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21 of the Best Free to Download Closed-Source Applications

21 of the Best Free to Download Closed-Source Applications

Software licenses stir up emotive feelings in the Linux community. Licenses generally fall into one of two broad categories: proprietary licenses and open source licenses. The type of software license an application uses is significant in the effect it has on the rights of the user of the application, and whether a programmer chooses to contribute his or her time to its development.

For example, the founder of KDE (K Desktop Environment), Matthias Ettrich, decided to use the Qt toolkit. At the time, Qt did not use a free software license. Many programmers interested in developing KDE strongly objected to using Qt, and set about creating their own desktop environment (GNOME) based entirely on freely distributable software.

Proprietary software (often closed-source) imposes restrictions on what an end user can do with the application. The End User License Agreement (EULA) may prevent users from modifying the source code (or even the right to download it), copying or republishing the software. Some software developers (especially large corporations) regard proprietary software as being more beneficial to their business. For example, releasing the source code of their software may directly or indirectly aid their competitors. However, many Linux users regard proprietary software with disdain.

Organisations that produce Linux distributions also frequently take a dim view of closed-source software. For example, the Fedora Project encourages free and open source to the extent that no proprietary software can be included in Fedora. Although Ubuntu is also committed to free software, it adopts a more pragmatic position by making it easy for users to install non-free software.

Nevertheless, there's a surprising amount of free to download Linux proprietary software that is being used, especially graphics drivers (Nvidia, ATI), wireless firmware, MP3 Decoders, encrypted DVD support etc. However, the purpose of this article is to focus on more heavyweight applications.

To provide an insight into the quality of free to download proprietary software that is available, we have compiled a list of 21 of the best closed-source applications. Hopefully, there will be something of interest for anyone who does not loathe closed-source software.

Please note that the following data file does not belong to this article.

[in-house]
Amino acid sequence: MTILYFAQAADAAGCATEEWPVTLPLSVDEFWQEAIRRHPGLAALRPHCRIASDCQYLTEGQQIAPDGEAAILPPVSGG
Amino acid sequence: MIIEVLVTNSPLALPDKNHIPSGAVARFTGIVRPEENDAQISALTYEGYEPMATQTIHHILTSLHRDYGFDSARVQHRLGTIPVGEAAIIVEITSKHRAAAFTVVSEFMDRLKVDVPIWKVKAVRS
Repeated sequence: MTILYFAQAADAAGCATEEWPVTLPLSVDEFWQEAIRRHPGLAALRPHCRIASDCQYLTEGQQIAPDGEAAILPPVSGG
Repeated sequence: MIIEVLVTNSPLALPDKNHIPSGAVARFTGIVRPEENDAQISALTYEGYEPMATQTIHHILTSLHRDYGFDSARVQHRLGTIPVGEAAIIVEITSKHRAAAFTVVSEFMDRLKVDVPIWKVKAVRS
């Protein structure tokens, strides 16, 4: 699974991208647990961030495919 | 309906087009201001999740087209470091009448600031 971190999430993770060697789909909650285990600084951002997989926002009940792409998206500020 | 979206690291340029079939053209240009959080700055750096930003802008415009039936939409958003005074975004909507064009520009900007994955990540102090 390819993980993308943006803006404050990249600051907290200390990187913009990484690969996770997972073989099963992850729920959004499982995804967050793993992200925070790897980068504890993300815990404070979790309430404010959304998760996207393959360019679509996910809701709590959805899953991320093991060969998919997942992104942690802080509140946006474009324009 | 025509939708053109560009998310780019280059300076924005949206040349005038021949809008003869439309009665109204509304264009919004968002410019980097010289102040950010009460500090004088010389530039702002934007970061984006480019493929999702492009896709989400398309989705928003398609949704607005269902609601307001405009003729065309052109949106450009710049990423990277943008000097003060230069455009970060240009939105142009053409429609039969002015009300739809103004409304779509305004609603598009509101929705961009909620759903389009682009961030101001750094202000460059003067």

Now, let's explore the 21 closed-source applications at hand. For each title we have compiled its own portal page, providing a screenshot of the software in action, a full description with an in-depth analysis of its features, together with links to relevant resources and reviews.

DB2 Express -C Full featured relational database
Google Docs & Spreadsheets Web-based word processor and spreadsheet application
Lotus Symphony Office Suite
Quasar Accounting Accounting package similar to Intuit's Quickbooks
Intel C++ Compiler PE High performance C++ compiler
Intel Fortran Compiler PE Full-language Fortran 95 compiler
Java Cross-platform development environment
JBuilder 2008 Turbo Turnkey Eclipse bundle to create and deploy Java applications
Opera Graphical web browser and Internet suite
Skype Peer-to-peer Voice over Internet Protocol (VOIP) software
Adobe Flash Manipulate vector and raster graphics / streaming of audio and video
Google Earth View satellite imagery, maps, terrain, 3D buildings
Picasa Organizing and editing digital photos
Avast! Anti-virus program
AVG Anti-Virus Commercial-grade anti-virus product
WebSphere Application Server Java EE 5 server for building and managing Java applications
Adobe Reader PDF viewer
Google Desktop Desktop search application
Rainlendar Lite Feature rich calendar application
Virtualbox Family of virtual machine products
VMWare Server Entry-level server virtualization software suite

Return to our complete collection of Group Tests, identifying the finest Linux software.

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Last Updated Sunday, June 10 2012 @ 05:40 AM EDT

We have written a range of guides highlighting excellent free books for popular programming languages. Check out the following guides: C, C++, C#, Java, JavaScript, CoffeeScript, HTML, Python, Ruby, Perl, Haskell, PHP, Lisp, R, Prolog, Scala, Scheme, Forth, SQL, Node.js (new), Fortran (new), Erlang (new), Pascal (new), and Ada (new).

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